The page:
Step back in time and take a short ‘treasure hunt’ around Scarborough’s ‘living museum’ of a bygone era. This route contains a wealth of interesting features and you’ll discover many more.
Start from Newborough’s shopping precinct, and wander down to the crossroads. Turn left up St Thomas Street. Nearing the top is the YMCA theatre and activities centre to your right; with basketball; jujitsu; fencing; youth clubs; drama and band etc.
Turn right beside the car park on Castle Road and descend Queen Street. To your right is St Mary’s Lodge, which was the old convent. Nearing the far end, Queen Street Methodist Central Hall is most impressive and has a great musical tradition appreciated by thousands.
Beyond is William Boyes popular store. Originally opened as a remnant warehouse in 1881, it became too small, so he took the larger premises in Market Street. As you turn left down Market Street, the public market hall stands before you. Often described as one of Scarborough’s finest buildings, it has recently been refurbished to a very high standard. Until its erection in 1853, weekly markets were held in various parts of Scarborough, each often associated with one commodity. St Helen’s Square, paved with stone setts, provides a grand foreground to the market.
Turning left up Cross Street (behind Boyes), walk to the crossroads. Before turning right on Longwestgate, view The Base (left) and the remarkable wall mosaic nearby. Next, take Longwestgate stretching eastwards. Set back on the left, the Merchant Seamen’s Homes were founded in 1752 and rebuilt here in 1929. Cross Tollergate to Friar’s Lodge 1-2. Gravestones are arranged along a side wall, dated from 1786-1857, from the yard of the old Baptist chapel. Across the road are red-bricked Friarage Schools with some ornate brickwork, and fish weathervane. A fine ramp, with strong iron railings leads to the school. No 61 is the Old School House. Cross the top of Springfield, and to your left take time to admire numbers 68, 72 and 74, which are good examples of 18th century houses with railed steps. At Church Stairs Street, a view left reveals St Mary’s Church with its striking clock face.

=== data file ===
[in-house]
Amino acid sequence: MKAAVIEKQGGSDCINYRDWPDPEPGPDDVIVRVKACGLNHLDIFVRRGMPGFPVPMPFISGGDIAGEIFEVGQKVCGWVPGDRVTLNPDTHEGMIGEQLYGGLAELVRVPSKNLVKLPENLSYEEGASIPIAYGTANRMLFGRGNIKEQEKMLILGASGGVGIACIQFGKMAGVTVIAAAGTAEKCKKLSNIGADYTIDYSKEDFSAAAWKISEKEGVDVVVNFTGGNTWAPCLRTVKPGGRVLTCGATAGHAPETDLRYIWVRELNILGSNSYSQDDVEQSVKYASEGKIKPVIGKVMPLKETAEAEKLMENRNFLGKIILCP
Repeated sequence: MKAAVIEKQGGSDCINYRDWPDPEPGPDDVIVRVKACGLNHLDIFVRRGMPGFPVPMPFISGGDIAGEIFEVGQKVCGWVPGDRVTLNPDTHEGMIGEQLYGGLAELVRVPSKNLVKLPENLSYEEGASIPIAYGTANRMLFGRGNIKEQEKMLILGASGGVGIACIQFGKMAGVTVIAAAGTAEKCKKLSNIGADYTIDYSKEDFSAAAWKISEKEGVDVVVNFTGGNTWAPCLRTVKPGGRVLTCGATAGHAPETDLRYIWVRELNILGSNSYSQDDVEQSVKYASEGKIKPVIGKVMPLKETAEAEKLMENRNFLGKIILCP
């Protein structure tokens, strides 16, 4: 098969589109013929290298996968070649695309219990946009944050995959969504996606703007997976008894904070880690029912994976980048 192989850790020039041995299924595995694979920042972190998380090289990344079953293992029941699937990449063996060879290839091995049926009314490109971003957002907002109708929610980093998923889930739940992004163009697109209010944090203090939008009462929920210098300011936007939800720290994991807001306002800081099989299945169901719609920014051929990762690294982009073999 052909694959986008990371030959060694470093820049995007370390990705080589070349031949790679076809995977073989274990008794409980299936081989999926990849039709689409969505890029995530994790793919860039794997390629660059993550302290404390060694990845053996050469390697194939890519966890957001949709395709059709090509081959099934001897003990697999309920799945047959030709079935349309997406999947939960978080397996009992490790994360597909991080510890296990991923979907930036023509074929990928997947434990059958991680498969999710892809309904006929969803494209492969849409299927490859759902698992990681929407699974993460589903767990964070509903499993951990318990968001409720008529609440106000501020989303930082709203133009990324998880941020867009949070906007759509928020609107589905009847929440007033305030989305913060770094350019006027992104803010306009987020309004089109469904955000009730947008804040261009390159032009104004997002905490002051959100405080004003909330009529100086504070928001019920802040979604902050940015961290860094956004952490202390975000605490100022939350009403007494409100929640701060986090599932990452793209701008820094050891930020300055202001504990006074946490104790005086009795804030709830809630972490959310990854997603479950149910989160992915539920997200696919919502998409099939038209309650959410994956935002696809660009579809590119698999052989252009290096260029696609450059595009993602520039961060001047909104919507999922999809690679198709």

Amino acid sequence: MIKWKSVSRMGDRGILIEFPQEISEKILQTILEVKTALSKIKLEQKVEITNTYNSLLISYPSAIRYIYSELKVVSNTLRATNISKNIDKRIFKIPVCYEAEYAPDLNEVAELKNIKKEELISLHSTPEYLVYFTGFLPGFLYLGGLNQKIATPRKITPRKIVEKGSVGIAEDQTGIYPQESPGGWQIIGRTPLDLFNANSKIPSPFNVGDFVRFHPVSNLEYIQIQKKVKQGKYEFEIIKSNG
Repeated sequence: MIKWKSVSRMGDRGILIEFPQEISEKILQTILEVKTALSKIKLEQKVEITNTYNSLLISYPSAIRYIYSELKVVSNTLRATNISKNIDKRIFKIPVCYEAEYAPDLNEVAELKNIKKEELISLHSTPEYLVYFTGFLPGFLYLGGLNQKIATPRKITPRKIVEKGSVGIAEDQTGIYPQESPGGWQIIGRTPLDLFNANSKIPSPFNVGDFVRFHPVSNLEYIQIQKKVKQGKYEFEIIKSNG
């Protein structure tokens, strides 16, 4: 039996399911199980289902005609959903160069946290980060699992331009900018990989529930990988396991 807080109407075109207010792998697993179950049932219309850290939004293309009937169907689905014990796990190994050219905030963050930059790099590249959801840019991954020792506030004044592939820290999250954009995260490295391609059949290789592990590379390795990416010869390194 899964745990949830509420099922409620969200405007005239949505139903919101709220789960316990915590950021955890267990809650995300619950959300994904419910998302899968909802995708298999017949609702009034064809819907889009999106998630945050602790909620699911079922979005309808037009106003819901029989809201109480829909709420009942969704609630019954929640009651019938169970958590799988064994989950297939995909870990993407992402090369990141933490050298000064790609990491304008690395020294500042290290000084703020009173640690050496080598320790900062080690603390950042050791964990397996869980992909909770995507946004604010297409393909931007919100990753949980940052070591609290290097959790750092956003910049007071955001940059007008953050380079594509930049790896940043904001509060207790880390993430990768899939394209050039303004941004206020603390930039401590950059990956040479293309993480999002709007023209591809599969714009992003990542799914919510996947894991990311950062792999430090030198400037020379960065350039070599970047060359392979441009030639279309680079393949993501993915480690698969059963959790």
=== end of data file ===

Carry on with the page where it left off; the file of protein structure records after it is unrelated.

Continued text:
St Thomas’ School to the right is a high Victorian building of 1873. Built of red brick with blue bands and yellow terracotta, it has a tower and steep slate roof. More 18th century houses are seen at 131, 133, and 135 before meeting Castlegate. View the harbour, and pass Castle Gardens to No 11 Wesley House. Here, leave Castlegate and turn right on Princess Street leading to Princess Square. To the left of the food market, opposite Wilson’s Free House is the broken shaft of the buttercross, dating from the reign of boy king Edward VI (1547-53). Continue into St Sepulchre Street with the Friends’ Meeting House approached by a sunken path between burial plots. Built in 1801 it closed in 1894. See Palace Hill Lane (between No 33 and 31) and beyond is Trinity House (1832), a Grade II listed building which has played a significant role in the seafaring life of the town.
Heading towards the market, turn left down Globe Street into Eastborough. Cross the road to Merchant’s Row behind Leeds Fisheries, but first bear slightly left to view Scarborough’s Maritime Heritage Centre, to which I donated £50,000 three years ago, to enable its purchase, subsequent move to new premises in November 2015. You’ll agree that No 45 and 45a are a credit to the volunteers and their dedicated work to this project.
Next, enter Merchant’s Row above, with stepped patio providing views to the lighthouse and coastline, and seats for relaxation. See Smugglers’ Cottage and Duke of York which smack of smuggling. Admire Ray Lonsdale’s smugglers and barrels of brandy symbolising smuggling in this area. This sculpture, I dedicated to The Scarborough News team before the office moved from Aberdeen Walk to Eastfield.
Facing smugglers, descend steps to the left named Gilly’s Steps. These lead to Foreshore Road. Turn right along Foreshore Road passing the old St Thomas’ Hospital. Pass Jaconelli’s Ice Cream Parlour and turn right beside Coney Island.
Ascend the steep and cobbled Bland’s Cliff. Opposite Bland’s Cliff Gallery and Studio you’ll discover ascending steps. Mount these, and at the top you’ll see the old Bell Inn (now apartments). The inn used to be the Blue Bell Inn from around 1776. Later, as the Bell Inn, it was one of Scarborough’s principal coaching inns.
It was patronised by wealthy Spa visitors. Prospect Place was an interesting small enclave with a pavement of flagstones across the cobblestones and a gas lamp to complete an 18th century atmosphere. At the top of Bland’s Cliff turn left up Eastborough and you’ll recognise St Helen’s Square to your right.
Last but not least is The Golden Last hotel. You may observe above the door some deep carving of vines – magnificent!
Distance: Almost 2 miles. Allow plenty of time for viewing.